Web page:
Delightful Rhubarb Cobbler

Of all of the things in Mom’s little box of recipes the only one I wanted was the one for rhubarb cobbler. The oatmeal cookies might have been nice and to know how she made pancake syrup might come in handy someday but I don’t think she had that one written down anyway. But the rhubarb cobbler is in a class of it’s own and I had to have it.

I’m pretty sure I got it shortly after Barb S. and I were married but I don’t recall ever making it. Rhubarb is not something you see very often in the grocery store and even though I think there was some rhubarb somewhere on the property of our house in Moscow I never bothered to actually pick it.

Last summer Dad gave me a bunch of rhubarb and the recipe but, again, I never got around to actually making it into cobbler. The rhubarb spoiled and I lost the recipe.

When Mom died I got the recipe again and this time I put it in OneNote on my phone. Barb L. called around to various grocery stores and found just one that had three packages of frozen rhubarb in stock. I drove over and bought them all. They sat in my freezer for months until I finally made it into cobbler a week ago today.

I shared it with Barb L. and her family when I went over for dinner. I warned Barb’s daughter that not everyone likes it. I told her my son likes the topping but the body of the cobbler isn’t something he would go out of his way to have. She tasted it and proclaimed it, “Delightful!” Since she is not the least bit shy about telling me she doesn’t want to eat the food I cook this was not her just being polite. It really is delightful.

Yesterday I bought another Pyrex 9”x13” pan when I saw it at a Goodwill store. I wanted it specifically for making the cobbler. I then went to three different stores before I found one that had rhubarb. I bought four pounds so I could make two batches.

Delightful Rhubarb Cobbler

9”x13” pan


2 pounds rhubarb
2C sugar
2T instant (preferred, but regular can also be used) tapioca
2t vanilla


1.5 brown sugar
1.5 C Quick oats
1C melted butter
1C flour

Preheat the oven to 350F.

Put the sugar, tapioca, and vanilla in the pan, mix, and spread evenly. Wash and then cut the rhubarb into sections about one inch long and spread evenly on the sugar mix in the pan.

Combine the topping ingredients in a mixing bowl and mix until uniform (about 30 seconds in my Kitchen Aid mixer). Spread evenly over the body of the cobbler.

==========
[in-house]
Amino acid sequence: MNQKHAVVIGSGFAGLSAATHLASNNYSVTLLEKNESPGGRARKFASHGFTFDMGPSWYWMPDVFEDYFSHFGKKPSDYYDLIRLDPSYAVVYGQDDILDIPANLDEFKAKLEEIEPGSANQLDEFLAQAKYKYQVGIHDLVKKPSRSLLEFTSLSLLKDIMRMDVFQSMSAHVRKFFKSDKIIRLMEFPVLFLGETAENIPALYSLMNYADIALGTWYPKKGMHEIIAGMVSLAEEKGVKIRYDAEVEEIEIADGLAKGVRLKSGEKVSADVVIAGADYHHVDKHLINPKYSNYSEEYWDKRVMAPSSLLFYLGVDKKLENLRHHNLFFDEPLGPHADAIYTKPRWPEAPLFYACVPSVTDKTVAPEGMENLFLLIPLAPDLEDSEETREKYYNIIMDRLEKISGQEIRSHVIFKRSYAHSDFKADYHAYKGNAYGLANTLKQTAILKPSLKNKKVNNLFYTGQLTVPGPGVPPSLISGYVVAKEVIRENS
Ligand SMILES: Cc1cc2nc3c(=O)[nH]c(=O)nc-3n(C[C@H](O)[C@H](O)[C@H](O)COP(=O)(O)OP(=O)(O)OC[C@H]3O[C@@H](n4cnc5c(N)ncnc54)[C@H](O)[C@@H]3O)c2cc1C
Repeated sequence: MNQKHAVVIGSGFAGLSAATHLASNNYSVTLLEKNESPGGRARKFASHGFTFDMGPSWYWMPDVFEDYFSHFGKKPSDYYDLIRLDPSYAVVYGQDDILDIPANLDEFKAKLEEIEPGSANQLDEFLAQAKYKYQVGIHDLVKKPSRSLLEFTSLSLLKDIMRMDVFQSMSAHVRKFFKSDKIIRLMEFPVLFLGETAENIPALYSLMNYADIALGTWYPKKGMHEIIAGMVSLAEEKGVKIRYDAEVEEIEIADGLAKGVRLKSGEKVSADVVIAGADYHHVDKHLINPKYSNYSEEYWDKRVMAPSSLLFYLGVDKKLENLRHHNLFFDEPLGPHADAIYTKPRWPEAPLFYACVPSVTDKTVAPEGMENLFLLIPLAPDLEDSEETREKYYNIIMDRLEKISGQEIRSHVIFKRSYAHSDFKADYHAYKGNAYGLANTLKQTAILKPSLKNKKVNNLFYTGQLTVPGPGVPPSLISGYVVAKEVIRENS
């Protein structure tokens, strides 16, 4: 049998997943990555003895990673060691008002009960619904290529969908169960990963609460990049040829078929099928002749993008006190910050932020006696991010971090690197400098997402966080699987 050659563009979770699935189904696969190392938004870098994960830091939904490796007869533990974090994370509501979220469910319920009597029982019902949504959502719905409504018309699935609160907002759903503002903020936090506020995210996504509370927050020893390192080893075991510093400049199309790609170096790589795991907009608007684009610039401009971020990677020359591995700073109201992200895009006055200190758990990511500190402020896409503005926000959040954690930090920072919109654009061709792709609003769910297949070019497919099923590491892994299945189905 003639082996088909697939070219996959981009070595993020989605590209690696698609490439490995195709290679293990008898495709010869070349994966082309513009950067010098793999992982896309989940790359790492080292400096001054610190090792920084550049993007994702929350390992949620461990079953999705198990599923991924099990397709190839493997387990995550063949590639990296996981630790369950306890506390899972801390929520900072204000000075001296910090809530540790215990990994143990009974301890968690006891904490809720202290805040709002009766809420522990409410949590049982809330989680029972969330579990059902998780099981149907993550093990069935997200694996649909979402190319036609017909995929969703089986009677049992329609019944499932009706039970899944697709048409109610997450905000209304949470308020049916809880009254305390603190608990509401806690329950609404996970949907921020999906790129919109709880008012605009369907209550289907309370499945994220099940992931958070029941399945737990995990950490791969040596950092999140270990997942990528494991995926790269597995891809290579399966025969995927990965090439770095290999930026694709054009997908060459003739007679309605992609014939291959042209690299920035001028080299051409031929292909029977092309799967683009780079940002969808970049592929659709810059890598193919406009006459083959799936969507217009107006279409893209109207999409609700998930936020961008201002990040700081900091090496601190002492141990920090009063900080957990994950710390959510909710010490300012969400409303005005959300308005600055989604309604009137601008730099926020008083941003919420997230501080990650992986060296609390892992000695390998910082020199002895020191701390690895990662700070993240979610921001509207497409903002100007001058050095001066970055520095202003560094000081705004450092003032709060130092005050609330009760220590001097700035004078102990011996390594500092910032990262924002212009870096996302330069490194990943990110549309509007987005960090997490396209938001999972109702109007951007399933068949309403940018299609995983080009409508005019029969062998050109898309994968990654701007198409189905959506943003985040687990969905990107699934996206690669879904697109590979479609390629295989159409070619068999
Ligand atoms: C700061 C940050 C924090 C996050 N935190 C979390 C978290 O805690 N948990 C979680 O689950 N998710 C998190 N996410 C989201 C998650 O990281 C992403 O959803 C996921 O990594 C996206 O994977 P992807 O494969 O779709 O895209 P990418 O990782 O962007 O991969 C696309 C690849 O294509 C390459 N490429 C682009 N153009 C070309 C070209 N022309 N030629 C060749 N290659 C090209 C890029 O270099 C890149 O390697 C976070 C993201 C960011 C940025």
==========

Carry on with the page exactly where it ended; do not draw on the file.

Bake for 40 minutes at 350F. The top should be slight browned and crispy.


Let it cool before serving or serve hot in a bowl with a scoop of ice cream on top.


2 thoughts on “Delightful Rhubarb Cobbler

  1. Sounds good, but I like rhubarb cookies. Moist, tart, individual serving size.
    1 cup brown sugar
    1 cup granulated sugar
    1 cup butter
    2 heaping cups thinly sliced rhubarb
    2 beaten eggs
    2 teaspoons vanilla extract
    1 cup finely chopped walnuts
    4 1/2 cups sifted flour*
    1 teaspoon soda
    1 teaspoon baking powder
    1 teaspoon salt

    Cream together sugars and butter.
    Mix in rhubarb, walnuts, and eggs
    Mix salt, soda, and baking powder into first cup of flour.
    Sift in flour a cup at a time, mixing well but not whipping (you want
    small rhubarb chunks to remain).
    Note: it will seem like a pretty dry cookie dough; that’s ok.
    Drop onto cookie sheet in tablespoon-sized glops
    Cook at 400 degrees for 12-15 minutes.
    Cool on rack.

    *I usually use half whole-wheat and half white flour, and you can
    easily substitute in a half cup of wheat germ or oat bran for a half cup of

  2. Cool. I saved both recipes. Our Mom has made a similar cobbler all along, as did her mother, who sold quite a lot of rhubarb from her farm, but I never heard of the cookies. I raise rhubarb at home, and these’ll be a nice addition. Thanks.

    It seems most of our rhubarb is consumed in the form of sauce. Cut it small pieces and cook it down, with just a little bit of water at the bottom of the pan to help transfer heat, and add sugar to taste. Cook ’till it falls apart into a slightly clumpy mush. I like the sauce more tart than sweet, served cold, eaten either by itself or as a topping for ice cream. Variations could include adding other fruits, or adding a pinch of salt to a couple quarts of sauce. Make it while the supply is plentiful and freeze it for future use. It can also be canned as with other fruits.

    When my wife once made a pineapple upside-down cake during rhubarb season, I told her to try a rhubarb upside-down cake. Just substitute one fruit for the other, maybe adding some sugar to compensate for the difference in sweetness between pineapple and rhubarb. It’s very good. Try it.

    When we were kids we’d pull a fresh stalk of rhubarb, bite off an end to expose the juice and then dip it in sugar, bite off the sugary end, repeat.

Comments are closed.